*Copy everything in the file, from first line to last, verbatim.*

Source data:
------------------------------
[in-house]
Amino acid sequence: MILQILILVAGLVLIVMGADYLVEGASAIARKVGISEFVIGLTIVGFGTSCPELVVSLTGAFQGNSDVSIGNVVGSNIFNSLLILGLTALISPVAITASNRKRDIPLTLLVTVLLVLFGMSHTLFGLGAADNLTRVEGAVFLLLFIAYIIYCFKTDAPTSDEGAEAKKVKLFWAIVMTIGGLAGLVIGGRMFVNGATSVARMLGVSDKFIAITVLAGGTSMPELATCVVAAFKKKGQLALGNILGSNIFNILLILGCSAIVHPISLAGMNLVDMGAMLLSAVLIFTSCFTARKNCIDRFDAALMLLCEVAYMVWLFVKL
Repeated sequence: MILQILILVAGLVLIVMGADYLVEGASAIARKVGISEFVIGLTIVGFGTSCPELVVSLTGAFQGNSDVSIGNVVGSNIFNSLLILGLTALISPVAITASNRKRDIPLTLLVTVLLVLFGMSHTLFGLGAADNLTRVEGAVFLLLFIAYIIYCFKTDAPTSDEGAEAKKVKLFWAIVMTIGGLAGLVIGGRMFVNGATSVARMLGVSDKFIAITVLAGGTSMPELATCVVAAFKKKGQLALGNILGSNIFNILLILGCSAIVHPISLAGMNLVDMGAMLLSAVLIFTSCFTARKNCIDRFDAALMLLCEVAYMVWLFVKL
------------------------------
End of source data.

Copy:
[in-house]
Amino acid sequence: MILQILILVAGLVLIVMGADYLVEGASAIARKVGISEFVIGLTIVGFGTSCPELVVSLTGAFQGNSDVSIGNVVGSNIFNSLLILGLTALISPVAITASNRKRDIPLTLLVTVLLVLFGMSHTLFGLGAADNLTRVEGAVFLLLFIAYIIYCFKTDAPTSDEGAEAKKVKLFWAIVMTIGGLAGLVIGGRMFVNGATSVARMLGVSDKFIAITVLAGGTSMPELATCVVAAFKKKGQLALGNILGSNIFNILLILGCSAIVHPISLAGMNLVDMGAMLLSAVLIFTSCFTARKNCIDRFDAALMLLCEVAYMVWLFVKL
Repeated sequence: MILQILILVAGLVLIVMGADYLVEGASAIARKVGISEFVIGLTIVGFGTSCPELVVSLTGAFQGNSDVSIGNVVGSNIFNSLLILGLTALISPVAITASNRKRDIPLTLLVTVLLVLFGMSHTLFGLGAADNLTRVEGAVFLLLFIAYIIYCFKTDAPTSDEGAEAKKVKLFWAIVMTIGGLAGLVIGGRMFVNGATSVARMLGVSDKFIAITVLAGGTSMPELATCVVAAFKKKGQLALGNILGSNIFNILLILGCSAIVHPISLAGMNLVDMGAMLLSAVLIFTSCFTARKNCIDRFDAALMLLCEVAYMVWLFVKL